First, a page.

Sherman, Max H.

2014-01-01T23:59:59.000Z

36

Experiments to Evaluate and Implement Passive Tracer Gas Methods to Measure Ventilation Rates in Homes  

E-Print Network (OSTI)

Pollutant Control Index: A New Method of Characterizing Ventilation in Commercial Buildings." Proceedings of Indoor Air'

Lunden, Melissa

2014-01-01T23:59:59.000Z

37

Method for generating a highly reactive plasma for exhaust gas aftertreatment and enhanced catalyst reactivity  

DOE Patents (OSTI)

A method for non-thermal plasma aftertreatment of exhaust gases the method comprising the steps of providing short risetime (about 40 ps), high frequency (about 5G hz), high power bursts of low-duty factor microwaves sufficient to generate a dielectric barrier discharge and passing a gas to treated through the discharge so as to cause dissociative reduction of the exhaust gases. The invention also includes a reactor for generating the non-thermal plasma.

Whealton, John H. (Oak Ridge, TN); Hanson, Gregory R. (Clinton, TN); Storey, John M. (Oak Ridge, TN); Raridon, Richard J. (Oak Ridge, TN); Armfield, Jeffrey S. (Upsilanti, MI); Bigelow, Timothy S. (Knoxville, TN); Graves, Ronald L. (Knoxville, TN)

2001-01-01T23:59:59.000Z

38

Quantum Dot Tracers for Use in Engineered Geothermal | Department...  

Energy.gov (U.S. Department of Energy (DOE)) Indexed Site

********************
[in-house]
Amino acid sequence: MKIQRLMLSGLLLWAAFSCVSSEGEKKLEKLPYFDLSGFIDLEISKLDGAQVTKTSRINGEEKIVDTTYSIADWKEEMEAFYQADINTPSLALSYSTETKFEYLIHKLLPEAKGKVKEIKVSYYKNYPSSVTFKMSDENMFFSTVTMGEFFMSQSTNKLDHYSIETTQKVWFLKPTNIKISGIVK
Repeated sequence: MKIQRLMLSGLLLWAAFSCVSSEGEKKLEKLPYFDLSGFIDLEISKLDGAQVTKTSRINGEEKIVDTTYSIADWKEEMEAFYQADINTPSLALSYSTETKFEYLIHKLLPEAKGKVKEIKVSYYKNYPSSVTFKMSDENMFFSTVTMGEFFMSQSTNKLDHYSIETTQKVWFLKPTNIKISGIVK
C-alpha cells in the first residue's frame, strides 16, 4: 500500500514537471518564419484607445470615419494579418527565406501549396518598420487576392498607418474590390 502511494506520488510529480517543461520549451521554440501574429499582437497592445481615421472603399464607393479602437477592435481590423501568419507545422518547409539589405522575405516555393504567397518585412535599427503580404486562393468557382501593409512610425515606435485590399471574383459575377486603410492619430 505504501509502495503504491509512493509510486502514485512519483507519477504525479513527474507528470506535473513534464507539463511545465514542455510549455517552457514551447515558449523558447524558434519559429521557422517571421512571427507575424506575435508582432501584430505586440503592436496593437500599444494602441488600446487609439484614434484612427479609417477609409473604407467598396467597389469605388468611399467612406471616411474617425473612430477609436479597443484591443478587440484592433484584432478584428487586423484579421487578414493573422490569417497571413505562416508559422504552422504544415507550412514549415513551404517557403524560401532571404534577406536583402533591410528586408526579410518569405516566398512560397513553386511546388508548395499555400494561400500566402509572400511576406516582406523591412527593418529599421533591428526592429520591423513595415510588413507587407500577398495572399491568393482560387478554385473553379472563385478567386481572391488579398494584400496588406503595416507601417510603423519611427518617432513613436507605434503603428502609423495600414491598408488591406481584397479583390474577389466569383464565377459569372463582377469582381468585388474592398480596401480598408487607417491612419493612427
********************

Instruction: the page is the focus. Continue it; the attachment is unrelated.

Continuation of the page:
tracerspeer2013.pdf More Documents & Publications Tracer Methods for Characterizing Fracture Stimulation in Engineered Geothermal Systems (EGS) Quantum Dot Tracers for Use in...

39

Radon entry rate analyses using in situ tracer gas method application  

Science Journals Connector (OSTI)

......indoor environment, standard methods of radon diagnosis...ventilation (specific modes of HVAC systems operation...for new houses given in standards. Table-5. Results...efforts to comply with the standard requirements on new buildings...services in buildings like HVAC systems, water and gas......

A. Fro?ka; K. Jlek

2014-07-01T23:59:59.000Z

40

BNL | Tracer Technology Group | BNL  

NLE Websites -- All DOE Office Websites (Extended Search)

Tracer Technology Group Tracer Technology Group Tracer Technology Image The Tracer Technology Group (TTG) developed the use of perfluorocarbon tracers (PFTs) as tools for studying long range atmospheric transport and dispersion in the early 1980s.We are world leaders in the use of PFTs for solving diverse research and engineering problems in the atmospheric sciences, the energy production and utility industries, and building characterization. The unique capabilities of the TTG are derived from our analytical expertise, infrastructure, and experience. We have developed PFT analytical methods that have detection limits at the femtogram level. We can measure global background levels of PFTS at the parts per quadrillion levels. Our scientists and technical staff have extensive experience in

Note: This page contains sample records for the topic "reactive tracer methods" from the National Library of EnergyBeta (NLEBeta).
While these samples are representative of the content of NLEBeta,
they are not comprehensive nor are they the most current set.
We encourage you to perform a real-time search of NLEBeta
to obtain the most current and comprehensive results.


41

Comparison of the optoacoustic and Hg tracer methods for the study of energy-transfer processes in gas mixtures  

SciTech Connect